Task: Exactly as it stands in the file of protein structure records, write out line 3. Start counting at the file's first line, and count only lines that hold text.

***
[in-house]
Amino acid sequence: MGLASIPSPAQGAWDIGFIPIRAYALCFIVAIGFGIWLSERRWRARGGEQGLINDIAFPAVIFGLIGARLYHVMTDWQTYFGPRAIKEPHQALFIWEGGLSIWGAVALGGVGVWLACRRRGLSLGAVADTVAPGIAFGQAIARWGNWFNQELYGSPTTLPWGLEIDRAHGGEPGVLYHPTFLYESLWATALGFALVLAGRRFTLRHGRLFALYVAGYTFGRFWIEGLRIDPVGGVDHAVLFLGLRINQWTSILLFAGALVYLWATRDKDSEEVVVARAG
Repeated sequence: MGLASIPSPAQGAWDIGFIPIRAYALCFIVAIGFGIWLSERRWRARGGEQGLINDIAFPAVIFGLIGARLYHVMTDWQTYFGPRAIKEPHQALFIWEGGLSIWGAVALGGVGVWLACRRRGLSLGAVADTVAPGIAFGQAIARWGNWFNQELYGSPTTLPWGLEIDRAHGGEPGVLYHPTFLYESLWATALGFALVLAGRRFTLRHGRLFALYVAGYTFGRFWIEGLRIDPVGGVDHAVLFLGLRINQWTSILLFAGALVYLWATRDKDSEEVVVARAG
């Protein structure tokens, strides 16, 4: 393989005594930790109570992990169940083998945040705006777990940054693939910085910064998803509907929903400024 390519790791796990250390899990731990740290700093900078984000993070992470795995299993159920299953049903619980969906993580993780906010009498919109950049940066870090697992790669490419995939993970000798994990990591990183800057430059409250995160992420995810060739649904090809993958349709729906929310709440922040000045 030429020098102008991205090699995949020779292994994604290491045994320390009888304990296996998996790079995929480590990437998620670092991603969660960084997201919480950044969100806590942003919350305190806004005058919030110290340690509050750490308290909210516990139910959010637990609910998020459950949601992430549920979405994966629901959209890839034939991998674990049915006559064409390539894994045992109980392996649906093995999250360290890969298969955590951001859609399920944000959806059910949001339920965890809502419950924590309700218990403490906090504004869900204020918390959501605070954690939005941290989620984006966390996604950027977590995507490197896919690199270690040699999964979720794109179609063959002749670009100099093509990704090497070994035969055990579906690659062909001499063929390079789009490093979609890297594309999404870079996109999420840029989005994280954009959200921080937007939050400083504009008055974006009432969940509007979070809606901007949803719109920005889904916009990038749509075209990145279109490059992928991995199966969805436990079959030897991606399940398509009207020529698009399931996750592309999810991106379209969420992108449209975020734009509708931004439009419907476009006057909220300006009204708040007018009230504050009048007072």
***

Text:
Repeated sequence: MGLASIPSPAQGAWDIGFIPIRAYALCFIVAIGFGIWLSERRWRARGGEQGLINDIAFPAVIFGLIGARLYHVMTDWQTYFGPRAIKEPHQALFIWEGGLSIWGAVALGGVGVWLACRRRGLSLGAVADTVAPGIAFGQAIARWGNWFNQELYGSPTTLPWGLEIDRAHGGEPGVLYHPTFLYESLWATALGFALVLAGRRFTLRHGRLFALYVAGYTFGRFWIEGLRIDPVGGVDHAVLFLGLRINQWTSILLFAGALVYLWATRDKDSEEVVVARAG